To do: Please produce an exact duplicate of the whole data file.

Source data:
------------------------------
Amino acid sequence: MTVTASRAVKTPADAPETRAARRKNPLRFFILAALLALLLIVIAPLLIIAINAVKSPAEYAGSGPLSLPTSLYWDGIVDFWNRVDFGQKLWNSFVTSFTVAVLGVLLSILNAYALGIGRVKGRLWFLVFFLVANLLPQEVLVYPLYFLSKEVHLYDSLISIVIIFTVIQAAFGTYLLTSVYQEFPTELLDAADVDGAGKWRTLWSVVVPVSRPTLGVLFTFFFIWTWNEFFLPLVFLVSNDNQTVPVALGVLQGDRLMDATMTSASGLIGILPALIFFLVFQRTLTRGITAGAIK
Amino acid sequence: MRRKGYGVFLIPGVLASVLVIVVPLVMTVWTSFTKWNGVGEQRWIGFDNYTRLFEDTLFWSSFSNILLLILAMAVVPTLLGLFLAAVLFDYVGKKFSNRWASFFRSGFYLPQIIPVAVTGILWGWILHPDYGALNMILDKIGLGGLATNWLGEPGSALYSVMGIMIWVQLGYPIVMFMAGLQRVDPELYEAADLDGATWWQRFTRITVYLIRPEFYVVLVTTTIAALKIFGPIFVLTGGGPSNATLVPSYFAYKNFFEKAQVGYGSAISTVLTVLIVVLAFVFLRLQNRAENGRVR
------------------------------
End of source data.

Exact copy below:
Amino acid sequence: MTVTASRAVKTPADAPETRAARRKNPLRFFILAALLALLLIVIAPLLIIAINAVKSPAEYAGSGPLSLPTSLYWDGIVDFWNRVDFGQKLWNSFVTSFTVAVLGVLLSILNAYALGIGRVKGRLWFLVFFLVANLLPQEVLVYPLYFLSKEVHLYDSLISIVIIFTVIQAAFGTYLLTSVYQEFPTELLDAADVDGAGKWRTLWSVVVPVSRPTLGVLFTFFFIWTWNEFFLPLVFLVSNDNQTVPVALGVLQGDRLMDATMTSASGLIGILPALIFFLVFQRTLTRGITAGAIK
Amino acid sequence: MRRKGYGVFLIPGVLASVLVIVVPLVMTVWTSFTKWNGVGEQRWIGFDNYTRLFEDTLFWSSFSNILLLILAMAVVPTLLGLFLAAVLFDYVGKKFSNRWASFFRSGFYLPQIIPVAVTGILWGWILHPDYGALNMILDKIGLGGLATNWLGEPGSALYSVMGIMIWVQLGYPIVMFMAGLQRVDPELYEAADLDGATWWQRFTRITVYLIRPEFYVVLVTTTIAALKIFGPIFVLTGGGPSNATLVPSYFAYKNFFEKAQVGYGSAISTVLTVLIVVLAFVFLRLQNRAENGRVR